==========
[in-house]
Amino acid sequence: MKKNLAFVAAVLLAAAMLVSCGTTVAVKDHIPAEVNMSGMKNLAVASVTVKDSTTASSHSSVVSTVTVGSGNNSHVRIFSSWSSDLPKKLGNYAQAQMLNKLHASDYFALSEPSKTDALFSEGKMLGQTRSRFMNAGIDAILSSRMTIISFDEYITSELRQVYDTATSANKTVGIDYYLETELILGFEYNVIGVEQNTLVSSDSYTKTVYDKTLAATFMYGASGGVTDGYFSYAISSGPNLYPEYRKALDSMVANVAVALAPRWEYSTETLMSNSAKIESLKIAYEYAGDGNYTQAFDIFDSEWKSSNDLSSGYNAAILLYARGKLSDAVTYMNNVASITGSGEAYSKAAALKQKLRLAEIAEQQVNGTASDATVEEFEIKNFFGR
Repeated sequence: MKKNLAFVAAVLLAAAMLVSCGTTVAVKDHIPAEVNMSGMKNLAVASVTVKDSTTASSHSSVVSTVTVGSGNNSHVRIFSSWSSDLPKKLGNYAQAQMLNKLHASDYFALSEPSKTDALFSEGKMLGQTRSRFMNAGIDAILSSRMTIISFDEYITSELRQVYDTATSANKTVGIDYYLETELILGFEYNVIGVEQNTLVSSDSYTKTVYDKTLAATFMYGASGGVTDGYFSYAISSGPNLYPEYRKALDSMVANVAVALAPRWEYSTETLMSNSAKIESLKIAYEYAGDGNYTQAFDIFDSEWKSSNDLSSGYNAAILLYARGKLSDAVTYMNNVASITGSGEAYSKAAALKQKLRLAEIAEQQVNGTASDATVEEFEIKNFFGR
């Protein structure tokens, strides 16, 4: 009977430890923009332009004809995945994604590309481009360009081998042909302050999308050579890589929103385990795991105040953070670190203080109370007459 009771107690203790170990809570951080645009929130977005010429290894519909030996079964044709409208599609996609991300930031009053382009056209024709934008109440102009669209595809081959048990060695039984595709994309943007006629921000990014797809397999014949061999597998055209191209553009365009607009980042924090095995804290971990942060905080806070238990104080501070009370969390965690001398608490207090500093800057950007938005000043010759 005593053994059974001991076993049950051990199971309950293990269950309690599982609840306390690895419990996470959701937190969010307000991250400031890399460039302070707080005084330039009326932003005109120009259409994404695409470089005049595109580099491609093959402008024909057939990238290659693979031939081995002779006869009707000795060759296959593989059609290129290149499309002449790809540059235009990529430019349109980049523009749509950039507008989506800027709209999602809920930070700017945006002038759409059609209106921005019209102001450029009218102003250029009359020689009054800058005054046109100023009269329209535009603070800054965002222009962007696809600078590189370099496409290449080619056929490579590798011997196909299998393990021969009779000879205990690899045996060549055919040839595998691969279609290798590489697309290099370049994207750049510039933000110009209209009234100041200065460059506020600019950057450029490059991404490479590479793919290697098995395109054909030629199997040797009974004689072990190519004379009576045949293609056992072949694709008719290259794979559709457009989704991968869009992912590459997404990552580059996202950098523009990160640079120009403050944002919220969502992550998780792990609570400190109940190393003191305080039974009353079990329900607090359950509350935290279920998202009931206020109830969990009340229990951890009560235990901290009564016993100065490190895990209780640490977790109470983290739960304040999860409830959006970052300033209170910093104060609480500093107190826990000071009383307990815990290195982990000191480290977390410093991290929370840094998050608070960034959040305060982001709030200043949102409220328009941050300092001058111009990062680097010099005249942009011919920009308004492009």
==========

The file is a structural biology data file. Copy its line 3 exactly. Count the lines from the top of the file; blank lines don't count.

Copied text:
Repeated sequence: MKKNLAFVAAVLLAAAMLVSCGTTVAVKDHIPAEVNMSGMKNLAVASVTVKDSTTASSHSSVVSTVTVGSGNNSHVRIFSSWSSDLPKKLGNYAQAQMLNKLHASDYFALSEPSKTDALFSEGKMLGQTRSRFMNAGIDAILSSRMTIISFDEYITSELRQVYDTATSANKTVGIDYYLETELILGFEYNVIGVEQNTLVSSDSYTKTVYDKTLAATFMYGASGGVTDGYFSYAISSGPNLYPEYRKALDSMVANVAVALAPRWEYSTETLMSNSAKIESLKIAYEYAGDGNYTQAFDIFDSEWKSSNDLSSGYNAAILLYARGKLSDAVTYMNNVASITGSGEAYSKAAALKQKLRLAEIAEQQVNGTASDATVEEFEIKNFFGR